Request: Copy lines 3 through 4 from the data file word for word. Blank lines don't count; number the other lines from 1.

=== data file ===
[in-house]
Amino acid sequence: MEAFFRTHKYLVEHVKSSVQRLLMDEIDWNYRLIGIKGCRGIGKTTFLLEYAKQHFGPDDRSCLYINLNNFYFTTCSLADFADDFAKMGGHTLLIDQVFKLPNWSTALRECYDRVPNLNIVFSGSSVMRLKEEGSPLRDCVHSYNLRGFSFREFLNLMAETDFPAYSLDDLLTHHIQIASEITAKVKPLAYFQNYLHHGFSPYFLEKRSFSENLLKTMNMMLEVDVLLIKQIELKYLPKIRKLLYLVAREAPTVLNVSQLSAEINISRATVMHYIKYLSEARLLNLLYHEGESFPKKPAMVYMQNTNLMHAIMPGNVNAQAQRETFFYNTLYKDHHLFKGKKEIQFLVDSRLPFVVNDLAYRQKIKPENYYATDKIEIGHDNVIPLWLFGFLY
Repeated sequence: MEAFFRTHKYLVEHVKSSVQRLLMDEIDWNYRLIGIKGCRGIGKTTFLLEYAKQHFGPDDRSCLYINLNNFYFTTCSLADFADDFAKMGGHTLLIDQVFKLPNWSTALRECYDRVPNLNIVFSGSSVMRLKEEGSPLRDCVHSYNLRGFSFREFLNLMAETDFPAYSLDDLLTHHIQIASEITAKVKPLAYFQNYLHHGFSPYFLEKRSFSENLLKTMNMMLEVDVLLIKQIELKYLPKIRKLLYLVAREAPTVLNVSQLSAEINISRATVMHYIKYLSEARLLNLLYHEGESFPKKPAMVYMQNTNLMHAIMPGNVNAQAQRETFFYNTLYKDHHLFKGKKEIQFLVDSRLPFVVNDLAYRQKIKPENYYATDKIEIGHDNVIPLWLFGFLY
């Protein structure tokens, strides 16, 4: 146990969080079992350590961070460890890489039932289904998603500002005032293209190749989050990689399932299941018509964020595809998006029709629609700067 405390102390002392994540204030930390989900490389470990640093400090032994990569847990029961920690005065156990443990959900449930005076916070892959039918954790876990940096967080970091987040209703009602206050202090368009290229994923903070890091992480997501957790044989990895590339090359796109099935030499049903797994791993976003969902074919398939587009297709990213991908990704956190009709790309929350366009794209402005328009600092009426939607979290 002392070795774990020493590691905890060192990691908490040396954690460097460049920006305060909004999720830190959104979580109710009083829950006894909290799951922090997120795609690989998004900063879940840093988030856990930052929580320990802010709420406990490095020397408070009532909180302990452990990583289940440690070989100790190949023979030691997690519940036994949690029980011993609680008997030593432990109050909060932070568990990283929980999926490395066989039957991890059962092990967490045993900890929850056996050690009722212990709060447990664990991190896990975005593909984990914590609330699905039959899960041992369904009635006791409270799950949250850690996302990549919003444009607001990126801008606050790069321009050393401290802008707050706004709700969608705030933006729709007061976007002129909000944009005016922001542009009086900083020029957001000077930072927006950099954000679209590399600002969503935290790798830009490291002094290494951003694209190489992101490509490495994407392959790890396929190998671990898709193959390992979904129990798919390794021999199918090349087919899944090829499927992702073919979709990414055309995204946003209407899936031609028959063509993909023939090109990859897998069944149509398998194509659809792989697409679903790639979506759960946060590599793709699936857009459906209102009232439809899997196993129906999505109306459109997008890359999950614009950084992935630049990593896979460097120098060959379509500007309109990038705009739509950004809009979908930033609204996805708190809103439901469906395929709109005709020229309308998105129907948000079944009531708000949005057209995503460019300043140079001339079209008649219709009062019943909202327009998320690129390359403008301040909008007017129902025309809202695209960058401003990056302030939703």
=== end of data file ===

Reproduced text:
Repeated sequence: MEAFFRTHKYLVEHVKSSVQRLLMDEIDWNYRLIGIKGCRGIGKTTFLLEYAKQHFGPDDRSCLYINLNNFYFTTCSLADFADDFAKMGGHTLLIDQVFKLPNWSTALRECYDRVPNLNIVFSGSSVMRLKEEGSPLRDCVHSYNLRGFSFREFLNLMAETDFPAYSLDDLLTHHIQIASEITAKVKPLAYFQNYLHHGFSPYFLEKRSFSENLLKTMNMMLEVDVLLIKQIELKYLPKIRKLLYLVAREAPTVLNVSQLSAEINISRATVMHYIKYLSEARLLNLLYHEGESFPKKPAMVYMQNTNLMHAIMPGNVNAQAQRETFFYNTLYKDHHLFKGKKEIQFLVDSRLPFVVNDLAYRQKIKPENYYATDKIEIGHDNVIPLWLFGFLY
């Protein structure tokens, strides 16, 4: 146990969080079992350590961070460890890489039932289904998603500002005032293209190749989050990689399932299941018509964020595809998006029709629609700067 405390102390002392994540204030930390989900490389470990640093400090032994990569847990029961920690005065156990443990959900449930005076916070892959039918954790876990940096967080970091987040209703009602206050202090368009290229994923903070890091992480997501957790044989990895590339090359796109099935030499049903797994791993976003969902074919398939587009297709990213991908990704956190009709790309929350366009794209402005328009600092009426939607979290 002392070795774990020493590691905890060192990691908490040396954690460097460049920006305060909004999720830190959104979580109710009083829950006894909290799951922090997120795609690989998004900063879940840093988030856990930052929580320990802010709420406990490095020397408070009532909180302990452990990583289940440690070989100790190949023979030691997690519940036994949690029980011993609680008997030593432990109050909060932070568990990283929980999926490395066989039957991890059962092990967490045993900890929850056996050690009722212990709060447990664990991190896990975005593909984990914590609330699905039959899960041992369904009635006791409270799950949250850690996302990549919003444009607001990126801008606050790069321009050393401290802008707050706004709700969608705030933006729709007061976007002129909000944009005016922001542009009086900083020029957001000077930072927006950099954000679209590399600002969503935290790798830009490291002094290494951003694209190489992101490509490495994407392959790890396929190998671990898709193959390992979904129990798919390794021999199918090349087919899944090829499927992702073919979709990414055309995204946003209407899936031609028959063509993909023939090109990859897998069944149509398998194509659809792989697409679903790639979506759960946060590599793709699936857009459906209102009232439809899997196993129906999505109306459109997008890359999950614009950084992935630049990593896979460097120098060959379509500007309109990038705009739509950004809009979908930033609204996805708190809103439901469906395929709109005709020229309308998105129907948000079944009531708000949005057209995503460019300043140079001339079209008649219709009062019943909202327009998320690129390359403008301040909008007017129902025309809202695209960058401003990056302030939703």